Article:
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Bleeding Heart Spray / Dicentra Spectabilis | by bill barber
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Bleeding Heart Spray / Dicentra Spectabilis

From my set entitled “Bleeding Heart”

In my collection entitled “The Garden”


From Wikipedia, the free encyclopedia

Dicentra spectabilis also known as Venus's car, bleeding heart, Dutchman's trousers, or lyre flower, is a perennial herbaceous plant native to eastern Asia from Siberia south to Japan. This species of bleeding heart can grow to 24"-36" tall and has ternately compound leaves (leaflets that come in threes). The flowers are pendulous, shaped much like hearts, produced in a raceme bearing 3-15 individual flowers, each one 1-2" long, with pink outer petals and white inner petals. The flowering season is from early spring to mid summer. The common name of this plant, bleeding heart, comes from the heart-shaped flowers which have a longer inner petal that extends below the 'heart'.


It is a popular ornamental plant for flower gardens in temperate climates, and is also used in floristry as a cut flower. It can be a full sun plant if in a cool area but in a warm climate, prefers semi-shaded areas. It needs to be kept moist and prefers neutral to alkaline soil with good drainage although these plants can tolerate heavy clay soil as well.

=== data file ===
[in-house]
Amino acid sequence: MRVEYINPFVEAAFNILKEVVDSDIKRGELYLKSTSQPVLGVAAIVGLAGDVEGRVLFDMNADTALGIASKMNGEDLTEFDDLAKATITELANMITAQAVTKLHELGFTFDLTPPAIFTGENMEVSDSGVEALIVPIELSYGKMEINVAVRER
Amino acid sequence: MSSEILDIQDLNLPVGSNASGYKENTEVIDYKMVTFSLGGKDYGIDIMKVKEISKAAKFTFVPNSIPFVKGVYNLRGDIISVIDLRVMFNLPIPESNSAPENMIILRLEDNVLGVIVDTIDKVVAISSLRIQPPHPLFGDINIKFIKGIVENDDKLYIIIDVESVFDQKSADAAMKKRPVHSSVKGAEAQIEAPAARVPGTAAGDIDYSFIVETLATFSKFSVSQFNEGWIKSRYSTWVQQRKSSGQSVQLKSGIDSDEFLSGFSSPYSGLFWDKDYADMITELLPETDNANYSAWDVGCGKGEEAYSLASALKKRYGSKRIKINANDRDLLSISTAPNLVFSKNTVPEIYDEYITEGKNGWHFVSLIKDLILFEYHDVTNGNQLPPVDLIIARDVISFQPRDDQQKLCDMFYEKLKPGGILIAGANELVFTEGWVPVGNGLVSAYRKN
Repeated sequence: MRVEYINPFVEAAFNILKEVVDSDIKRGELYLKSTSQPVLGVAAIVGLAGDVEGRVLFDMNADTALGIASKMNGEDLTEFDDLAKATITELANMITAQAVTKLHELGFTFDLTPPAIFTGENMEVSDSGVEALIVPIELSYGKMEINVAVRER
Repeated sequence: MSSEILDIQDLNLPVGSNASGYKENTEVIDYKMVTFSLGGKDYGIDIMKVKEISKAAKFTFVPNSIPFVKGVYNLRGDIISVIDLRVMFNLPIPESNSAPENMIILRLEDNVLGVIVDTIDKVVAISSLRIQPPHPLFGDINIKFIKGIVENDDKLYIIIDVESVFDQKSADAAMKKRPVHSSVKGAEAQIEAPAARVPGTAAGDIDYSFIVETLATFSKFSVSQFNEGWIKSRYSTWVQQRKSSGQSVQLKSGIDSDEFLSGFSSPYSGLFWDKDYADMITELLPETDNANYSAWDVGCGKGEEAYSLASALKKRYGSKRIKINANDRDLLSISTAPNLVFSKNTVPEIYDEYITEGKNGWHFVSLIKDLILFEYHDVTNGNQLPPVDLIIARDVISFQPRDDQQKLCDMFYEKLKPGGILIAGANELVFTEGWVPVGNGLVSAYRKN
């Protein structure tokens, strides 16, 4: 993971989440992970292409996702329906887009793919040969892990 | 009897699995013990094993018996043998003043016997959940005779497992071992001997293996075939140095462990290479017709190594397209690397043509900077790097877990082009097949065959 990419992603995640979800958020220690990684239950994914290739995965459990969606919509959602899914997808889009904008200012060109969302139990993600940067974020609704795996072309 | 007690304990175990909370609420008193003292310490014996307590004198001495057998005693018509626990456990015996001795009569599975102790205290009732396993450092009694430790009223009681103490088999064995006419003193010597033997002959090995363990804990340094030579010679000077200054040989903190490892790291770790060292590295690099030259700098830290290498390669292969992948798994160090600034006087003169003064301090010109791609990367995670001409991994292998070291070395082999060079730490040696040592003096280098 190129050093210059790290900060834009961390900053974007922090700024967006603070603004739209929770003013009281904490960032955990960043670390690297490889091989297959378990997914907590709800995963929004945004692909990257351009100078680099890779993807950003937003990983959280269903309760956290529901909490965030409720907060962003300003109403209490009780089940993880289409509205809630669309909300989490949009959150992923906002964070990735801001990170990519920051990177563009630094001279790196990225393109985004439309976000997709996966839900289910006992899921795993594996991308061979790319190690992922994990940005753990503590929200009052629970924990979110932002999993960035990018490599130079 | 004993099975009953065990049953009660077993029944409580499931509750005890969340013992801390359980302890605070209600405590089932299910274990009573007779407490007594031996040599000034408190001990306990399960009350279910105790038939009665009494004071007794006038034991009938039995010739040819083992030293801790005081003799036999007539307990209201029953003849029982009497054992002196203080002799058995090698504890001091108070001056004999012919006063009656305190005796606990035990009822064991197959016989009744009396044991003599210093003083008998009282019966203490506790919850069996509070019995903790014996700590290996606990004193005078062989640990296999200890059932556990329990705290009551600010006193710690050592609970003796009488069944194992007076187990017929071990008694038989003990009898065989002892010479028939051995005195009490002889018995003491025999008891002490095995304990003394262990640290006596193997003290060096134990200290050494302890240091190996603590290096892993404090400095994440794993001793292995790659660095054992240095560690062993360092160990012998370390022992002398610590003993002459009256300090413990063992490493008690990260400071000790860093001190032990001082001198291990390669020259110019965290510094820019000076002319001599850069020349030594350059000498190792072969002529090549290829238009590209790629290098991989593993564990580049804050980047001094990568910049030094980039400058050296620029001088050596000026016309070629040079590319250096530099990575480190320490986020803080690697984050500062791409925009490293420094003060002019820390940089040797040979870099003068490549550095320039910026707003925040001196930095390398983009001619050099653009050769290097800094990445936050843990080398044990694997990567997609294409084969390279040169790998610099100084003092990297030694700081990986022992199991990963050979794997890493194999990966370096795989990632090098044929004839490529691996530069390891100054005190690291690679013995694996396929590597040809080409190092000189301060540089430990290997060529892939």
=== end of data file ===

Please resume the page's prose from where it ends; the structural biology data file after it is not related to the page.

It is prone to aphids, slugs and snails, which cause damage to its leaves. Propagation is by sowing the seeds when fresh. It can also be divided, preferably in the late fall or early spring. However, contact with the plant can cause skin irritation because the entire plant is toxic, so should be handled with gloves and long sleeves.


Several cultivars have been selected, including 'Alba', with pure white flowers, and 'Goldheart', a relatively new cultivar developed at Hadspen Garden in England and introduced in 1997 with fuchsia-coloured flowers that drop from the stem in a row, and yellow foliage that turns lime green by mid summer.


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Taken on April 13, 2007